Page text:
Because many retina studies do not offer monetary incentives other than travel expense reimbursement to patients, be sure to highlight the qualities of the trial that may be appealing to patients. It is important to explain the pivotal role that clinical trial volunteers play in helping to better understand the disease, making unprecedented scientific discoveries, and creating potential breakthrough treatment options. Additionally, emphasize that as a participant in a retina clinical trial, they may be receiving access to cutting-edge experimental therapies and will be closely monitored by trained medical staff throughout the duration of the trial at each visit. For some patients, cost free follow-up alone can often be motivation to participate. Patients with sight-threatening conditions may also be interested in the opportunity to receive novel investigational treatments, particularly if the current treatment options are limited.
Patients must also be reminded of their commitment to the trial. Full cooperation and participation is needed if the investigators are to collect the information necessary for a successful study. Equipping patients with the appropriate knowledge before the trial begins will allow them to make fully informed decisions on whether to participate. Finally, remind patients that participation is voluntary. Ultimately, deciding whether to participate or to continue to participate in a clinical trial is entirely up to the patient.
In the information age, it is inevitable that potential trial participants will research the disease, site, and sponsor online. Embrace this as a chance to generate positive and informative messages about the purpose of the trial, what patients can expect, the risks and benefits, and the impact of clinical trials. This can be easily accomplished by making information regarding your trial and drug or device available for public research through online forums. Social media networks such as Facebook and Twitter allow interested patients to access more information on their own. These public forums afford an opportunity for patients to discuss with each other why they should participate, why the study is interesting, and why the trial or device is important, and to receive feedback from others in the same position. Be sure that any information being advertised or publicized related to a clinical trial has been approved by the relevant institutional review board (IRB). Also encourage investigators to get sponsor approval even prior to submitting anything to the IRB, as it is possible that a sponsor may consider certain study-related information confidential and not appropriate for inclusion in recruiting materials.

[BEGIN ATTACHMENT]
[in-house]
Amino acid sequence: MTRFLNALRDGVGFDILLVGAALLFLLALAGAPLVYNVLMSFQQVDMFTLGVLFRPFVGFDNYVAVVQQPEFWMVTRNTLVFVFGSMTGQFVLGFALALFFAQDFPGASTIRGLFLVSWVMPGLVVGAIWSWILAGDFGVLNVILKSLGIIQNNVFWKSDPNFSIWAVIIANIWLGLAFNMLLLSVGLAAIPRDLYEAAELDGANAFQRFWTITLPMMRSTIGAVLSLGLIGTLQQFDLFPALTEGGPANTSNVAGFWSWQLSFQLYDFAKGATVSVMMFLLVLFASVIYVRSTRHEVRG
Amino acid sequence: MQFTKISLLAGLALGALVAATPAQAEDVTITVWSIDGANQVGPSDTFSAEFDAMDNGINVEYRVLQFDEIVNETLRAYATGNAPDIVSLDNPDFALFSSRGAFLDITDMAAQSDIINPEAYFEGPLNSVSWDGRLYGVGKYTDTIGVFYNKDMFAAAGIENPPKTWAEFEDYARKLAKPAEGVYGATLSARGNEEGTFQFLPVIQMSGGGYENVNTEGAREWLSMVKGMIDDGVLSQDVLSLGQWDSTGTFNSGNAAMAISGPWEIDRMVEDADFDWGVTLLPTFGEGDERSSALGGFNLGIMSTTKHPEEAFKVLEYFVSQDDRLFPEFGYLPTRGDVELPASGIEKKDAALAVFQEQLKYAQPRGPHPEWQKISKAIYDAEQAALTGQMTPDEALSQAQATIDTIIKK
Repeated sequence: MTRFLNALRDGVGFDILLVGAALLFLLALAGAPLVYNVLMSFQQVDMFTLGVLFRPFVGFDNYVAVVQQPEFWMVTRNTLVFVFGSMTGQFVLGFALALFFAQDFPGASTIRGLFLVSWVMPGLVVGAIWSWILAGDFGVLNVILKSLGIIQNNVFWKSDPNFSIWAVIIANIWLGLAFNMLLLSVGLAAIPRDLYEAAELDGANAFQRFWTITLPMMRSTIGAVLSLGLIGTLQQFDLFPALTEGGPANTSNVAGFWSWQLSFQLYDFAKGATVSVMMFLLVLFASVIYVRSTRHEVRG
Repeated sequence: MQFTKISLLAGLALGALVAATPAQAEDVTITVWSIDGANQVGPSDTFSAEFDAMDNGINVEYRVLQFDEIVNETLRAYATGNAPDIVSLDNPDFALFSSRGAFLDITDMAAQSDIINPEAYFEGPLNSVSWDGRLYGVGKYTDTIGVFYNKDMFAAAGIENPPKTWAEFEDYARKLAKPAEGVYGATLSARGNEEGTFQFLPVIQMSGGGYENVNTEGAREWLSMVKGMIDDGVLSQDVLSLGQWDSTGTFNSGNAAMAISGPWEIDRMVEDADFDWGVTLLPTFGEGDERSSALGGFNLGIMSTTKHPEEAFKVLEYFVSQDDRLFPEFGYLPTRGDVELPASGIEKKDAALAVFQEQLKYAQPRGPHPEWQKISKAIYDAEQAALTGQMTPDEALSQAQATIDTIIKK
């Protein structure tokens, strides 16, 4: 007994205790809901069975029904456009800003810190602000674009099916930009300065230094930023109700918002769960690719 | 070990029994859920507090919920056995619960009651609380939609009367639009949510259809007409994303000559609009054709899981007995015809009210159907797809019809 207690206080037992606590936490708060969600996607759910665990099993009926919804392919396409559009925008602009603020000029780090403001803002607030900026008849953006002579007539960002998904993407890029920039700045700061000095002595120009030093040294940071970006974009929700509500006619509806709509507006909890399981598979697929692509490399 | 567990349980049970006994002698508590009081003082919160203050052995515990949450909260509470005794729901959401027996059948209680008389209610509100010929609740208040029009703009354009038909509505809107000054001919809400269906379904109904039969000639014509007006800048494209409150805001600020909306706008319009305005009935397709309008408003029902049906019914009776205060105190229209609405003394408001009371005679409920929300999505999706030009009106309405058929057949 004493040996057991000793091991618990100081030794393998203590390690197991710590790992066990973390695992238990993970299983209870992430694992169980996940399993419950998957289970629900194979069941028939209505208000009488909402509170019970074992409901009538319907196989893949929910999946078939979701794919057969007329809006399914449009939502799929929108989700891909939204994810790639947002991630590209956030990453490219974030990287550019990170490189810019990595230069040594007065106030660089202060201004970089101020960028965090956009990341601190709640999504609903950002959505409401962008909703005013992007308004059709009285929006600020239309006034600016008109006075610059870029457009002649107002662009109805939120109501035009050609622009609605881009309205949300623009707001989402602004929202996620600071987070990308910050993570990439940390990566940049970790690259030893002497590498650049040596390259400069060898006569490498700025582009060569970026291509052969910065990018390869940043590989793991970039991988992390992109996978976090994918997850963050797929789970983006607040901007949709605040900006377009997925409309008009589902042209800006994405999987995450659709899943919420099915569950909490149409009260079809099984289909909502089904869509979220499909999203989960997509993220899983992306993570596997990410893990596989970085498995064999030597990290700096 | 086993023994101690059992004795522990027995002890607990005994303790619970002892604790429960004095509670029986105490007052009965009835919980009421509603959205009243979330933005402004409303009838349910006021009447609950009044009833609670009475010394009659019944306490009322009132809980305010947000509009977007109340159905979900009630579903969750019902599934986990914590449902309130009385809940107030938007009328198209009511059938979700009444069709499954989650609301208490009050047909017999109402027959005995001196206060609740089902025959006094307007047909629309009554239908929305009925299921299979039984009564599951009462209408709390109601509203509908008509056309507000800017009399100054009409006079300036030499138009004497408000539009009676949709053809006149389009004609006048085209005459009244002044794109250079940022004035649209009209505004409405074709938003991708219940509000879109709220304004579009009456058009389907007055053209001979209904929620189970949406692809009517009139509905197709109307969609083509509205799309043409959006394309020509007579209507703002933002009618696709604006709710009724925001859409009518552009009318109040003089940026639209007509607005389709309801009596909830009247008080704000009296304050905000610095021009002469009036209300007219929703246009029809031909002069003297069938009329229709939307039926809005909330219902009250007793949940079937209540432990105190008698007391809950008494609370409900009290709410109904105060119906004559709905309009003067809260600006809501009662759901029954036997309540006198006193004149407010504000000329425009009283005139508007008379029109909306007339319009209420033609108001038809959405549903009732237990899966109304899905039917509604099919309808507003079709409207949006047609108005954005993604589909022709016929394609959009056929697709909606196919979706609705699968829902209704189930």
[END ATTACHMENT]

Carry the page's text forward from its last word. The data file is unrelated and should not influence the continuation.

Clinical trials can be intimidating for patients. In addition to a recent diagnosis for some, your patients will likely have a host of concerns, and it is important to guide them in making the best decision, possible regarding treatment. Maintaining an open, honest dialogue and helping patients to understand their disease, treatment options, and the interventions under investigation will garner the best outcomes for both your patients and the trial.
Aron Shapiro is Vice President of Retina at Ora, Inc., in Andover, MA. Ashley Lafond is a medical writer at Ora, Inc.